Your diagnosis is a failed anterior cruciate ligament (ACL) reconstruction with persistent laxity.
Injury or Condition
This condition represents a permanent deformation of the graft tissue which was previously used for reconstruction of the ACL. Its failure may lead to failure of cartilage repair procedures or to new injury.
Common causes of ACL failure include suboptimal positioning of the graft or incomplete healing (incorporation) of the graft. Failure of the graft is sometimes associated with use of cadaver tissue. Other associated ligament insufficiencies, like attenuation of the medial collateral ligament, may be present. The graft may also stretch out because of inadequate protection during the first six months of recovery. Occasionally, the reason for failure may not be discernable.
Typical symptoms are a return of giving way (instability) that can be confirmed by laxity measurements. Loss of strength after the previous surgical intervention may be difficult to regain. Pain about the kneecap (patella) may be present.
Standard treatment includes:
- An additional period of rehabilitation aimed at muscle strengthening and relief of pain.
- Permanent knee bracing for rotational control and for limiting terminal extension.
- Permanent restriction of Level III sports.
- Surgery to revise the previously unsuccessful graft. This may include two stages.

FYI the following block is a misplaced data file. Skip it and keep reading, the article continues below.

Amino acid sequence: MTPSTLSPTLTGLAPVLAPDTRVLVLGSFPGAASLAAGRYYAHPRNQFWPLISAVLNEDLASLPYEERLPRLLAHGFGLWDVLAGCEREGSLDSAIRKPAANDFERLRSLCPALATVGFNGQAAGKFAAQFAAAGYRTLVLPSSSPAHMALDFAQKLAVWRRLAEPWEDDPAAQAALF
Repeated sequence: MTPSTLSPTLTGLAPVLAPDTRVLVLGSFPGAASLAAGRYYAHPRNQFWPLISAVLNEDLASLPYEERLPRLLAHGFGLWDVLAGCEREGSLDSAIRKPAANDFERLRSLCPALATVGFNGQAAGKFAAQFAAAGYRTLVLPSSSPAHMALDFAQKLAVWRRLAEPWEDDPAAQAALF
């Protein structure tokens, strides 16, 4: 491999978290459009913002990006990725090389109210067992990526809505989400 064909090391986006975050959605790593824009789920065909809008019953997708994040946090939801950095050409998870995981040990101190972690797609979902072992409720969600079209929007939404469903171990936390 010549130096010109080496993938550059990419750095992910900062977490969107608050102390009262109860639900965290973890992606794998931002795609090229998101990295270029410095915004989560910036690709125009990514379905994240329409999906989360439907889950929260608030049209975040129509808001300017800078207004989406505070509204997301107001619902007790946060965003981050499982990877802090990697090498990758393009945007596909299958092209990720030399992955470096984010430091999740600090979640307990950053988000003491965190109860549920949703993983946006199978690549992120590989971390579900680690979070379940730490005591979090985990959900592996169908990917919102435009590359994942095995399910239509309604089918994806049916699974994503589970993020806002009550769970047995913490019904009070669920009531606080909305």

- Stage 1: Bone grafting unhealthy tunnels
- Stage 2: Ligament revision (approximately 3-6 months following stage 1)
- Do not participate in jumping, cutting or twisting sports until you have recovered from your instability.
- Although cadaver grafts (allografts) have been suggested for revision surgery, these grafts are associated with a greater chance of failure and should generally be avoided.
- Do not interrupt your conditioning program. Strength achieved now will facilitate recovery after revision surgery, if necessary.
- Staged rehabilitation supervised by an experienced physical therapist is critical following revision surgery. Do not return to jumping or twisting sports (even golf) until approved, usually after six months.
Expected recovery time for this condition is dependant upon the treatment option. At times a bone grafting procedure (stage 1) must be performed prior to revision ligament surgery (stage 2) with an interval of about 3-6 months between procedures. Once the ligament revision is complete, the rehabilitation prepares you for return to sports activities or heavy labor after 6 months.